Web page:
Your income often dictates where you live and where you go to school, but it can also dictate how likely you are to vote.
The Census Bureau says that during the 2008 presidential election, 80 percent of adults from households earning at least $100,000 a year exercised their right to vote. But only 52 percent of adults from households earning less than $20,000 turned up at a polling station.
So what's keeping lower income Americans away?
Education is a big factor. Experts say those with lower incomes tend to be less educated and not as politically active as their wealthier counterparts.
Those with higher incomes are often better connected to donors and politicians who can persuade them to vote.
Wealthier Americans may also feel they have more of a stake in voting because of taxes, services and other benefits.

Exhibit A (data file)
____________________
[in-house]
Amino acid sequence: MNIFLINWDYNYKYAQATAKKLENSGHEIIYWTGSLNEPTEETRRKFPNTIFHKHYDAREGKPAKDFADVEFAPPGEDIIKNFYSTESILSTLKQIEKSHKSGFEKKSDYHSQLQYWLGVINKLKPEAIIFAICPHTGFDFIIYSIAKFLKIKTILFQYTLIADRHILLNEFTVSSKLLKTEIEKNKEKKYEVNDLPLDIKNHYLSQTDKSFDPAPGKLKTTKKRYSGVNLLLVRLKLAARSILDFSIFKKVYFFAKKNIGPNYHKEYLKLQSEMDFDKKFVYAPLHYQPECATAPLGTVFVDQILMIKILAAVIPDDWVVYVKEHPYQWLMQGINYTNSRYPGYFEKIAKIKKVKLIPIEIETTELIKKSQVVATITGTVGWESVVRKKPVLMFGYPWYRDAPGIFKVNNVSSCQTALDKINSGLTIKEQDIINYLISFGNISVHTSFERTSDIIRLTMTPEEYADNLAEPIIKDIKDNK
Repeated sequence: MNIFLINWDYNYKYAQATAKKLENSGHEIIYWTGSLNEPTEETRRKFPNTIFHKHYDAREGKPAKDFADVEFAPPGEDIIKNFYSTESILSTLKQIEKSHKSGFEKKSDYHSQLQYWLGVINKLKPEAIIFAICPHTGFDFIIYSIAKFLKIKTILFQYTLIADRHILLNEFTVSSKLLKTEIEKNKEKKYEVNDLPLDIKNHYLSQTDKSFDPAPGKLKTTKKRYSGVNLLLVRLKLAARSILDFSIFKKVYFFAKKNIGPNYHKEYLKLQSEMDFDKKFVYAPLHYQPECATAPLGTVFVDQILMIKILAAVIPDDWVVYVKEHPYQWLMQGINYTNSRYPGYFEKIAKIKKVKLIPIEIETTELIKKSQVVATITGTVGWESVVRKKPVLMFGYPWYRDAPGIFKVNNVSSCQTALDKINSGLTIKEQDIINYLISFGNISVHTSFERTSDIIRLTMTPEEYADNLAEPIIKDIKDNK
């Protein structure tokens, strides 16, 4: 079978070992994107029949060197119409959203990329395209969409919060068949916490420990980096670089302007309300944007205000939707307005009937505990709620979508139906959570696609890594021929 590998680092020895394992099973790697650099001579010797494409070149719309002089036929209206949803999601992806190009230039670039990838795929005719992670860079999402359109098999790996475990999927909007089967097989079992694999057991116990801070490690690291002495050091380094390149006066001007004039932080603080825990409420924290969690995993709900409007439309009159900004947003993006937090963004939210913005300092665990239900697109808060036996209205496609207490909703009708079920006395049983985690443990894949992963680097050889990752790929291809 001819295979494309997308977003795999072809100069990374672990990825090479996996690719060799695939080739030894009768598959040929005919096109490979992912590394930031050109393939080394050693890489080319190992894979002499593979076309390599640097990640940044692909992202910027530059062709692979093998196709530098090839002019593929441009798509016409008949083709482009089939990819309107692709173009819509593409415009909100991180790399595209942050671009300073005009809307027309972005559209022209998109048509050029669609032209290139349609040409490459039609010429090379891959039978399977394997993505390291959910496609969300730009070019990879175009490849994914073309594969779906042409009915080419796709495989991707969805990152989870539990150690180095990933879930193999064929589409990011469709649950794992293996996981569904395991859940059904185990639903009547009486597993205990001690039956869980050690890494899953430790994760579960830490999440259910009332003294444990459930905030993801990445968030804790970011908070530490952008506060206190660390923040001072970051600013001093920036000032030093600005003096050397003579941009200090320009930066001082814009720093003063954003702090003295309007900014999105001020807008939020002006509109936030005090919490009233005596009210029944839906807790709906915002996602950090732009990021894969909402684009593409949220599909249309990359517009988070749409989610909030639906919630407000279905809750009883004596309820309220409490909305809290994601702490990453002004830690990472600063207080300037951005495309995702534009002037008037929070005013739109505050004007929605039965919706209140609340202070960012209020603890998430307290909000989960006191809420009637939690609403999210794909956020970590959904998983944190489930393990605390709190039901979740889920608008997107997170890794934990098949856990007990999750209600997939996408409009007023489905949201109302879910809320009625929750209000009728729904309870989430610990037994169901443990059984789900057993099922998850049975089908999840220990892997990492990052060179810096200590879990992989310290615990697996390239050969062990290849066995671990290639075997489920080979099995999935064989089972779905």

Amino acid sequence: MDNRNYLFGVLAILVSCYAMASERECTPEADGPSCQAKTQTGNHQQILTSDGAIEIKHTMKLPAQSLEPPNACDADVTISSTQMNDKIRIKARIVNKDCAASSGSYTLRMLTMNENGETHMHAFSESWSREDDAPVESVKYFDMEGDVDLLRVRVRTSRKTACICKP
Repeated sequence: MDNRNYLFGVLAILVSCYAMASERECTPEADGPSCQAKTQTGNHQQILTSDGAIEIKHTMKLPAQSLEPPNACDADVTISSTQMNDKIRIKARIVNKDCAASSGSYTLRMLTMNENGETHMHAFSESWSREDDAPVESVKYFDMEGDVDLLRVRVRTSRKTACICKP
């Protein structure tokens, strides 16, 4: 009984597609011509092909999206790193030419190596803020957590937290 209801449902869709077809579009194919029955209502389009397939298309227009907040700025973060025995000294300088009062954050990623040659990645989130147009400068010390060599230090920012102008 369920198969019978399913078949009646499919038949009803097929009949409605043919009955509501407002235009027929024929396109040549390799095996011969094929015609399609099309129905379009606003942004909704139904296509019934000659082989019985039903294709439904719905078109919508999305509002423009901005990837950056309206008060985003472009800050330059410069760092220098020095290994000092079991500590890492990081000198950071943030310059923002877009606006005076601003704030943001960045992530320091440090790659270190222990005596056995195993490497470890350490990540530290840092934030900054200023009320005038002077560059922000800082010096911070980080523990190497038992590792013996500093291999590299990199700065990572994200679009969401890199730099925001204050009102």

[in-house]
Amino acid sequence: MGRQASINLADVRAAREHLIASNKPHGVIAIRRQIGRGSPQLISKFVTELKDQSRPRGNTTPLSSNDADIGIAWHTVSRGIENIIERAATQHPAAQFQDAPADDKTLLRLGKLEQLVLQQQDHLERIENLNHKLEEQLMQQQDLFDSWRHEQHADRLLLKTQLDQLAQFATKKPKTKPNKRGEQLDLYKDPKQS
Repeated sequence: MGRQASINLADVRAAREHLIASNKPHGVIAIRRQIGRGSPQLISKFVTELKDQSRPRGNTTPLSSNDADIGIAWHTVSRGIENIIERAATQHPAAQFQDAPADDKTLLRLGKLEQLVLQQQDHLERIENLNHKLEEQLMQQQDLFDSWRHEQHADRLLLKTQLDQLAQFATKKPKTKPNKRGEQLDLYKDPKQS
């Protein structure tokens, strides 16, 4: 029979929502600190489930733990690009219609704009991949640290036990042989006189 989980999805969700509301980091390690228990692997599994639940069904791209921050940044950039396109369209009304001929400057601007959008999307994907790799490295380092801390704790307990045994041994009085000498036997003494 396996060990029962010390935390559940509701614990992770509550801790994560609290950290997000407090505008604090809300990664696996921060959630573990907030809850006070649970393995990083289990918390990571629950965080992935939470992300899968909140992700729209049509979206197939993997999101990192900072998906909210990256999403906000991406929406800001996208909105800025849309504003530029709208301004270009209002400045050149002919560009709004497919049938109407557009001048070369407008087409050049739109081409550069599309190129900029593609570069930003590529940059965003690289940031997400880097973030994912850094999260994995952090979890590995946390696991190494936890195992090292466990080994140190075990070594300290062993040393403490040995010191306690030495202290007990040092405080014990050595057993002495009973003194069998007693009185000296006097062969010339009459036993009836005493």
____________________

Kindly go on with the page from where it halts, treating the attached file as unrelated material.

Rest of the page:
On the other hand, people from lower incomes may be disillusioned and feel their vote does not matter.
Advocates say lower income groups should be encouraged to vote because they need the most help from the government.
The other side argues these groups aren't politically informed enough to take on that responsibility.
One thing is obvious -- both income groups' political choices are polarized in this election. A recent Gallup poll shows the richest voters are supporting Republican nominee Mitt Romney, while households earning less than $48,000 are supporting President Obama.
The middle class is where the election will be won, which is why both candidates are trying so hard to appeal to that section of America.